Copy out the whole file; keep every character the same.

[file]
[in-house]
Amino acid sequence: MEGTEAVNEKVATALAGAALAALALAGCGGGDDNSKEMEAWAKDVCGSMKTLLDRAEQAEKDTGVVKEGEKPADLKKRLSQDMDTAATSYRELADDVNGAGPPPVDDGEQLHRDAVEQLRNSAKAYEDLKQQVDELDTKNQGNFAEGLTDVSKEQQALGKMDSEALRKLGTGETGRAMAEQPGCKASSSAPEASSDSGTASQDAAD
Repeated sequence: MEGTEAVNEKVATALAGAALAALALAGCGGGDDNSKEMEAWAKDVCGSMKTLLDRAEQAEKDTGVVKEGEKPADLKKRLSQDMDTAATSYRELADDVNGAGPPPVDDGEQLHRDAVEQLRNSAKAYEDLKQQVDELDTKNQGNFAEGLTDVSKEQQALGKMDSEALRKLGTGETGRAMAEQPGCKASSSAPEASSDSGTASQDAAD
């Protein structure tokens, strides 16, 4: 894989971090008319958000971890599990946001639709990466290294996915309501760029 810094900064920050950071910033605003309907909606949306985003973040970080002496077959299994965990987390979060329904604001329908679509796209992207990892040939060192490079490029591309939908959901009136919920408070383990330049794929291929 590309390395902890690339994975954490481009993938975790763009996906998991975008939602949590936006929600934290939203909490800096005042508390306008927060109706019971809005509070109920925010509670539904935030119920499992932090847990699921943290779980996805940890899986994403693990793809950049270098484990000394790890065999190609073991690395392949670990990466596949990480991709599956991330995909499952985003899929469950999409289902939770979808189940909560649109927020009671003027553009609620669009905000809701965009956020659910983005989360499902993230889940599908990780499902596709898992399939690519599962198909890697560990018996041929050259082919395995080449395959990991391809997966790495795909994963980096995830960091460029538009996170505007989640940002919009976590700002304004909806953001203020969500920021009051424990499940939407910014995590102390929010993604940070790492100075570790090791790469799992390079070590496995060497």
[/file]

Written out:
[in-house]
Amino acid sequence: MEGTEAVNEKVATALAGAALAALALAGCGGGDDNSKEMEAWAKDVCGSMKTLLDRAEQAEKDTGVVKEGEKPADLKKRLSQDMDTAATSYRELADDVNGAGPPPVDDGEQLHRDAVEQLRNSAKAYEDLKQQVDELDTKNQGNFAEGLTDVSKEQQALGKMDSEALRKLGTGETGRAMAEQPGCKASSSAPEASSDSGTASQDAAD
Repeated sequence: MEGTEAVNEKVATALAGAALAALALAGCGGGDDNSKEMEAWAKDVCGSMKTLLDRAEQAEKDTGVVKEGEKPADLKKRLSQDMDTAATSYRELADDVNGAGPPPVDDGEQLHRDAVEQLRNSAKAYEDLKQQVDELDTKNQGNFAEGLTDVSKEQQALGKMDSEALRKLGTGETGRAMAEQPGCKASSSAPEASSDSGTASQDAAD
């Protein structure tokens, strides 16, 4: 894989971090008319958000971890599990946001639709990466290294996915309501760029 810094900064920050950071910033605003309907909606949306985003973040970080002496077959299994965990987390979060329904604001329908679509796209992207990892040939060192490079490029591309939908959901009136919920408070383990330049794929291929 590309390395902890690339994975954490481009993938975790763009996906998991975008939602949590936006929600934290939203909490800096005042508390306008927060109706019971809005509070109920925010509670539904935030119920499992932090847990699921943290779980996805940890899986994403693990793809950049270098484990000394790890065999190609073991690395392949670990990466596949990480991709599956991330995909499952985003899929469950999409289902939770979808189940909560649109927020009671003027553009609620669009905000809701965009956020659910983005989360499902993230889940599908990780499902596709898992399939690519599962198909890697560990018996041929050259082919395995080449395959990991391809997966790495795909994963980096995830960091460029538009996170505007989640940002919009976590700002304004909806953001203020969500920021009051424990499940939407910014995590102390929010993604940070790492100075570790090791790469799992390079070590496995060497």